|Shares Out. (in M):||810||P/E||7.5||0|
|Market Cap (in $M):||10,000||P/FCF||0||0|
|Net Debt (in $M):||1,500||EBIT||2,200||0|
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Severstal is the world's most profitable steel company, able to produce boatloads of cash no matter what.
This idea is relatively straightforward, as I will try to quickly make apparent. It is an idea where no knowledge of how new tech advancements will change the world is required. Or hardly any skills to properly evaluate corporate culture or a business strategy in the light of competitor actions are necessary. It is an idea where bringing all the numbers together is almost enough. A serious day or two of studying a few transcripts and reports should do the rest. If one is keen to learn a lot about steel though, Vaclav Smill’s book Still the Iron Age is a great source to start (link). No matter the work a few unknowns/potential risks will remain, but this is the case with literally any investment. The margin of safety here seems so large that only expropriation by its country of operation or its controlling shareholder can reasonably kill the investment. I leave it up to you to put odds on those outcomes.
Severstal is geographically based in Russia and more importantly, economically at the lowest end of the cost spectrum - the place where you want to find a commodity business. The business is fully vertically integrated with low-cost operations in each of the important production areas, iron ore mining, coal mining and steel making. The company produces close to 12mn tonnes of steel a year, which places it just in the top 40 global producers in terms of steel output. Here is a link from the world steel association that shows the largest 50 steel producers in the world (on page 9). There are other useful stats to find too.
Apart from its steel production Severstal extracts over 6mn tonnes of iron ore, plus churns out an additional 11mn tonnes of iron ore pellets and mines close to 5mn tonnes of coking coal. These figures make Severstal more than self-sufficient on the iron ore side (130% of internal use) and close to self-sufficient on the coking coal input with a coverage of 75%. The graphs below provide a cash cost overview of the various areas.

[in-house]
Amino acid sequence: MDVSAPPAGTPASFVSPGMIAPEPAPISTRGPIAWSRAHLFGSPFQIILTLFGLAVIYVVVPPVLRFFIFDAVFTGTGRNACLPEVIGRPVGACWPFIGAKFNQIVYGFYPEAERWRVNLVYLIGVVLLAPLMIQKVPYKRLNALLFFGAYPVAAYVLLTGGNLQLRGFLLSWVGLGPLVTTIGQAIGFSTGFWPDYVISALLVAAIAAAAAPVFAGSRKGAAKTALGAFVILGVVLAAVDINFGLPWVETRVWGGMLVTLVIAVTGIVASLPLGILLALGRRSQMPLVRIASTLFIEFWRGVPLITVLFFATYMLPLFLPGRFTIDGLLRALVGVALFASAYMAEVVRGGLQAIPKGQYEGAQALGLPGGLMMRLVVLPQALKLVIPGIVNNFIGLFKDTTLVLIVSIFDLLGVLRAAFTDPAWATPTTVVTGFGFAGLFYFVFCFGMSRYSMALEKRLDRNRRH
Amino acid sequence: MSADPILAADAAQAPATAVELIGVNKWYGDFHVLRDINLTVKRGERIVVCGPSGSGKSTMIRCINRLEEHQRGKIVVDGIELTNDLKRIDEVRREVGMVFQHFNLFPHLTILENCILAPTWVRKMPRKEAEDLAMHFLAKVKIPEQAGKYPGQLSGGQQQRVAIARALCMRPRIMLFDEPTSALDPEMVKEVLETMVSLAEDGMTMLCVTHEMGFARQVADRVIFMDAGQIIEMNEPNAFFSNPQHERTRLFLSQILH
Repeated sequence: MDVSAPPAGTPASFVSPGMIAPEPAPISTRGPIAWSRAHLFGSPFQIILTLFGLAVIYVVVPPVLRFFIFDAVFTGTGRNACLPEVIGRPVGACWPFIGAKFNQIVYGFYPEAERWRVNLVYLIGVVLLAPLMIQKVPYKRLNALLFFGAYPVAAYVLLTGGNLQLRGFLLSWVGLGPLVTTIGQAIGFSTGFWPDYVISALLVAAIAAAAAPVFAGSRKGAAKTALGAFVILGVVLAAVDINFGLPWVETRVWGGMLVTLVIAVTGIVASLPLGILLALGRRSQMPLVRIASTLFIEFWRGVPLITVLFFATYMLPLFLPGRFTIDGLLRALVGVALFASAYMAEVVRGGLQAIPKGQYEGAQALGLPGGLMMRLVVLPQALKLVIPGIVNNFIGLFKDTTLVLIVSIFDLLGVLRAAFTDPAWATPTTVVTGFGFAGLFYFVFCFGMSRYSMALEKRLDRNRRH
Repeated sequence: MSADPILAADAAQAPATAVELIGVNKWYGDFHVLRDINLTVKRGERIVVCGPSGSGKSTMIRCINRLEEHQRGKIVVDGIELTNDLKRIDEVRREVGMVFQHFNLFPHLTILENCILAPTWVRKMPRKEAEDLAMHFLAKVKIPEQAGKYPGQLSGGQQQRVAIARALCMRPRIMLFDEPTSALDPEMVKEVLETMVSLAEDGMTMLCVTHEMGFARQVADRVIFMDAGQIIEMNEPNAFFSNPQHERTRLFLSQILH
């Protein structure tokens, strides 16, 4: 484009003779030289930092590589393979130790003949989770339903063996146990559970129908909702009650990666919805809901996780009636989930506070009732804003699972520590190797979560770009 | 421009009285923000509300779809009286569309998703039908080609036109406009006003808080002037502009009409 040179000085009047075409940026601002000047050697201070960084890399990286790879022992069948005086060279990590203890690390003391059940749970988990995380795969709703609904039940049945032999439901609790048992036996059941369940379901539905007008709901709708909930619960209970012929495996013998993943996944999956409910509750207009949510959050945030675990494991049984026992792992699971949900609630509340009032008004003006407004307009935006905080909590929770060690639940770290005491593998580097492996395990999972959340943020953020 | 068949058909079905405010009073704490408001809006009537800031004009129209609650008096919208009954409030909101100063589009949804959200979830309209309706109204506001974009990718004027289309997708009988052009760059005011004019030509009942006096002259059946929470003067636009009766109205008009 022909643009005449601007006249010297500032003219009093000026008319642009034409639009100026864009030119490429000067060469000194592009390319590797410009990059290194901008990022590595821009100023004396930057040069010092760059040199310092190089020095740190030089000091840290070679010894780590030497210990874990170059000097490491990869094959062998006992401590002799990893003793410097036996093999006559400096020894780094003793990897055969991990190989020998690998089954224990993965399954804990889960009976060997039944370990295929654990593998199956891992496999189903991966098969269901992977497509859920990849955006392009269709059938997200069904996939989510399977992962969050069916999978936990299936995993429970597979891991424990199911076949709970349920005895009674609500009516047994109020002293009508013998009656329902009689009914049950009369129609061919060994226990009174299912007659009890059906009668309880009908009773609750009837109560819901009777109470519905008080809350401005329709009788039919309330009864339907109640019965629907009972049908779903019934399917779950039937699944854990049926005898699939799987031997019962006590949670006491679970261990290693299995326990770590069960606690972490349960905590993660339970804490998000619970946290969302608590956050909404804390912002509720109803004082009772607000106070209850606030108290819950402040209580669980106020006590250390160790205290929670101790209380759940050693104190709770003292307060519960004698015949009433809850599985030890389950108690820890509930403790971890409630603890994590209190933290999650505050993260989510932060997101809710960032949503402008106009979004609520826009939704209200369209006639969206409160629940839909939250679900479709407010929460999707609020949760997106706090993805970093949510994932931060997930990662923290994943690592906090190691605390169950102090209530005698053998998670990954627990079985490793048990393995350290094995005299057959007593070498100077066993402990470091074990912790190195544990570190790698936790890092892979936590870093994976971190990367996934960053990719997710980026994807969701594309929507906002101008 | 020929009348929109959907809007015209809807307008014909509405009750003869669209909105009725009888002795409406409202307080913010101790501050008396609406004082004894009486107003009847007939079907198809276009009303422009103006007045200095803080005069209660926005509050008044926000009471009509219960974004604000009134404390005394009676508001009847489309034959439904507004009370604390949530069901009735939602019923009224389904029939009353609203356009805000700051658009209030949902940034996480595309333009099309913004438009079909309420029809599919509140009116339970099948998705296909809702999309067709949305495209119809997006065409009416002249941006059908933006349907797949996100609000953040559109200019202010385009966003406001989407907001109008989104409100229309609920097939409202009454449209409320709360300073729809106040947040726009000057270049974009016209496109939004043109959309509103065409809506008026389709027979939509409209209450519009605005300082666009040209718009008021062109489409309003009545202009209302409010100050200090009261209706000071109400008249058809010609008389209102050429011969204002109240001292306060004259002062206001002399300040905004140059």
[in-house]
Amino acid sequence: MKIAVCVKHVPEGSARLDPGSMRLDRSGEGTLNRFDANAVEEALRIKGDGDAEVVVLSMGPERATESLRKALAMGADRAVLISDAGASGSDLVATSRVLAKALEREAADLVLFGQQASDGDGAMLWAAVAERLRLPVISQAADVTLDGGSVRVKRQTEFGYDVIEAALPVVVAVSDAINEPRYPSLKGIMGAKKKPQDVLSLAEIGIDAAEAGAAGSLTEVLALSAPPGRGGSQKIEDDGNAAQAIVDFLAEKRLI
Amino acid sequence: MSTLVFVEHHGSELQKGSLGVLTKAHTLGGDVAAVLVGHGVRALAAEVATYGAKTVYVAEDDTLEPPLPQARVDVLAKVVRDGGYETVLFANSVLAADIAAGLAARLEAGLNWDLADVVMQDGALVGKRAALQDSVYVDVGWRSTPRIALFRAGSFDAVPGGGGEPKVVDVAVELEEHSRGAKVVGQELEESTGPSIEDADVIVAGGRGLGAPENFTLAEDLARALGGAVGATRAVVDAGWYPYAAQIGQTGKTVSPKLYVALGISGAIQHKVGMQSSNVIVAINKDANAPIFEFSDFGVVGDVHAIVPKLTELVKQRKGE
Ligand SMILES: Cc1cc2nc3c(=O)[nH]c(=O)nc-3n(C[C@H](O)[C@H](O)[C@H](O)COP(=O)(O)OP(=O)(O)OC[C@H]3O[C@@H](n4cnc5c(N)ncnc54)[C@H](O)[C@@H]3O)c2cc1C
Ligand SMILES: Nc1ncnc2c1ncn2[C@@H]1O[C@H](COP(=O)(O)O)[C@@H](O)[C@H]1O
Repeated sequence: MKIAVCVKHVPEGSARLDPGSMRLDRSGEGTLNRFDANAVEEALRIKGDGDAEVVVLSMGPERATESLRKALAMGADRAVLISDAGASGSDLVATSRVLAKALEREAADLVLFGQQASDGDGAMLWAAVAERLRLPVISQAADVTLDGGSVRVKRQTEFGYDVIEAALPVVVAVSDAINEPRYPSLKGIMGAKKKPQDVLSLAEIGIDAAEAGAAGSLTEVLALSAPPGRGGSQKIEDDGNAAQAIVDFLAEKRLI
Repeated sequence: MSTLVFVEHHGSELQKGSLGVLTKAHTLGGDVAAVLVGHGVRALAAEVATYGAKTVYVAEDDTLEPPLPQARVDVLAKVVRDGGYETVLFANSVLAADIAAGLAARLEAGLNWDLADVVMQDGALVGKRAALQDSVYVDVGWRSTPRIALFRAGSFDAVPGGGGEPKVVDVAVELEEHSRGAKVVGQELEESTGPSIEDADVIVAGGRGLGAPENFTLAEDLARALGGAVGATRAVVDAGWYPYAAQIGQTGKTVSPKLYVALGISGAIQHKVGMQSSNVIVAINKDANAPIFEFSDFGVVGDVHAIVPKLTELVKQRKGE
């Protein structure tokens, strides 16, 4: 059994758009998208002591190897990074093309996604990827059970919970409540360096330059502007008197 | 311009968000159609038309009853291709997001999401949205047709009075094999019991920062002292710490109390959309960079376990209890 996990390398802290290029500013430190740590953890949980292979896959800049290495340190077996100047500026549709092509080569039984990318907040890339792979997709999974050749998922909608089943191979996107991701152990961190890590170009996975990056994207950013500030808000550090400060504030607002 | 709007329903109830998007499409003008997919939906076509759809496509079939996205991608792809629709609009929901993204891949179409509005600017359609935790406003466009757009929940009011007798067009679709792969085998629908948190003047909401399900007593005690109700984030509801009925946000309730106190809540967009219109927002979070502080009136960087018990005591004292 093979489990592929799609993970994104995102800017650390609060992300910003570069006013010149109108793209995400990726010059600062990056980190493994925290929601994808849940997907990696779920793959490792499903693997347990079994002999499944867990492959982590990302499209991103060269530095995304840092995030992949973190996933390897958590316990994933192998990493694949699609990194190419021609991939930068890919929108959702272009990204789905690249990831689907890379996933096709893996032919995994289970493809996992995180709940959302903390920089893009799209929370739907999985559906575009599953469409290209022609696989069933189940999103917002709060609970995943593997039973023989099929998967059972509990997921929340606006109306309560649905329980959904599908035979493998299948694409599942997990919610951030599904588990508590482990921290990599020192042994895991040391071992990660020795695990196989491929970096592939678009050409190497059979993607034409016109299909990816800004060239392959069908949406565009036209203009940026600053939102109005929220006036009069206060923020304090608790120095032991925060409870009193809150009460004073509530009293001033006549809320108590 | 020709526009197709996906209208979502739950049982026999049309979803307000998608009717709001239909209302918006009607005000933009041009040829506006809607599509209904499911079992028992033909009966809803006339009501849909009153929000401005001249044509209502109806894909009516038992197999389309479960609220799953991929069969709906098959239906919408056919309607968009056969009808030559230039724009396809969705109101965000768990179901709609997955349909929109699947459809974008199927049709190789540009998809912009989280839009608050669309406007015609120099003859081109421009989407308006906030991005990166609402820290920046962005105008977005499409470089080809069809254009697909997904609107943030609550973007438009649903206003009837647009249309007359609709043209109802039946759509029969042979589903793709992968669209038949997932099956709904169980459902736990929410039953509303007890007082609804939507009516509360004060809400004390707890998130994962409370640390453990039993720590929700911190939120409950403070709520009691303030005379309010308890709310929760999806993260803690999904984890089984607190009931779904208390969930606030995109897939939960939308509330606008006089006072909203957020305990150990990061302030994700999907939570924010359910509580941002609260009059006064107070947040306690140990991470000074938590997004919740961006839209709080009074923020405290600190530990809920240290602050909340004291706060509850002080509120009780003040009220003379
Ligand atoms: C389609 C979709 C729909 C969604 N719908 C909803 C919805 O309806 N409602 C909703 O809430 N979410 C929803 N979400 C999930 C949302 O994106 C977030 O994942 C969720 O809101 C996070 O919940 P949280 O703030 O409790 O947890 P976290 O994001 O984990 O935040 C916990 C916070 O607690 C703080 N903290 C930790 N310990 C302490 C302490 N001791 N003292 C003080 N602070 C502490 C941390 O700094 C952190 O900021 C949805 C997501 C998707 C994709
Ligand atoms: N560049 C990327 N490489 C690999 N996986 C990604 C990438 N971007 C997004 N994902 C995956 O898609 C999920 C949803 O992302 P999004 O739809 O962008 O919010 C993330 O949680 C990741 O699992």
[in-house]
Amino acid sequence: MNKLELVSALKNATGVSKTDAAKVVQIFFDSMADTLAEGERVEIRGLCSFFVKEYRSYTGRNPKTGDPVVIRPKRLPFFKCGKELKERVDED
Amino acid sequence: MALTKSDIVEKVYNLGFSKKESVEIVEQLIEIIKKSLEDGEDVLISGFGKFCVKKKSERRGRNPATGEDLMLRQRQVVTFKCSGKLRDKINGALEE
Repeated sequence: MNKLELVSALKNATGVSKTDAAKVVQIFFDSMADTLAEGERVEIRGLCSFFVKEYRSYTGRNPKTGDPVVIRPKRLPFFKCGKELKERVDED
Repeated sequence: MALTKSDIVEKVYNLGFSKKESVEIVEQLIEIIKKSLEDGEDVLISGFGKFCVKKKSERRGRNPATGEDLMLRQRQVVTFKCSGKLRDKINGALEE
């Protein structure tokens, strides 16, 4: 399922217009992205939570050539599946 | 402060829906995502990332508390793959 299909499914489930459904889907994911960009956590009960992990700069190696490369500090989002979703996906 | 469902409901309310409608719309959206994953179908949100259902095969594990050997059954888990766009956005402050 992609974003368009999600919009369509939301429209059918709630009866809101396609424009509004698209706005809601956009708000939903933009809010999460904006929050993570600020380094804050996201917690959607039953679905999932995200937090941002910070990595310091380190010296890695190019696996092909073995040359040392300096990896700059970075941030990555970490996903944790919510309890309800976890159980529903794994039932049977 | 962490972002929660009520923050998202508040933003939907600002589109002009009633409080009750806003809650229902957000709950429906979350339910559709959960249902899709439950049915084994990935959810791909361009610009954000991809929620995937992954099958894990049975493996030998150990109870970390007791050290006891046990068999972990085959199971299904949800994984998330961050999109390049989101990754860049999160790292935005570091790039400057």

Taken together, these low product costs give Severstal its leading global cost position and lift their EBITDA margin above 30%.
Fortunately, the high EBITDA turns into real cash at a favourable ratio, and it is cash shareholders actually get. The company paid out ~7,8bn USD in dividends over the six years shown above, which is 78% of its current market cap of ~10bn USD ( $6bn came in just the last four years). The company has committed to payout 100% of its FCF as long as the Net-debt to EBITDA stays below 1. The current figure is at 0,6 which also means we can make an important check mark on the checklist: Leverage won’t kill this investment.
Another one on the list, an economic crisis in its home market, won’t kill it either. The numbers in the graph above include the Russian crisis 2014/15. A time when Russia's GDP contracted, the price of Oil plummeted from over 100$ into the 30s, where major sanctions against Russia were implemented, and when the RUB lost half its value against the US Dollar.
Part of the high resilience stems from the fact that up to 40% of Severstal’s steel is exported to other markets, a figure that can obviously move depending on the market conditions in Russia. It’s generally more profitable to sell it directly in Russia, but rather than destroying prices at home, you opt to export more when demand locally tanks. While currency devaluations can hurt investment returns a lot, they can also have the opposite effect for commodity producers. Their local costs go down, while revenues are linked to the global cost curve. With Severstal you don’t have to worry about a RUB devaluation, you get a margin boost.
An additional stress test to the business and numbers shown above came with tanking global steel prices, which arrived roughly at a similar time frame as the Russian crisis.
Tanking steel prices are obviously bad, but there is a good reason why they won't stay low for long. Other steelmakers don’t have the luxury of 30-plus % EBITDA margins. They simply don’t have room to absorb lower prices on a sustainable basis. As I write this and look at our excel (with over 40 companies) that includes most of the large steel companies in the world. The average EBITDA margin is a meager ~10% and they lose almost everything of that margin on the way to the bottom line. The average net margin for the group is ~1,3% and it doesn’t change much if you eliminate say the 10-15% worst and best performers. The industry as a whole barely gets by at current prices. Any price shock should therefore only be short-lived and resolve itself in relatively due course.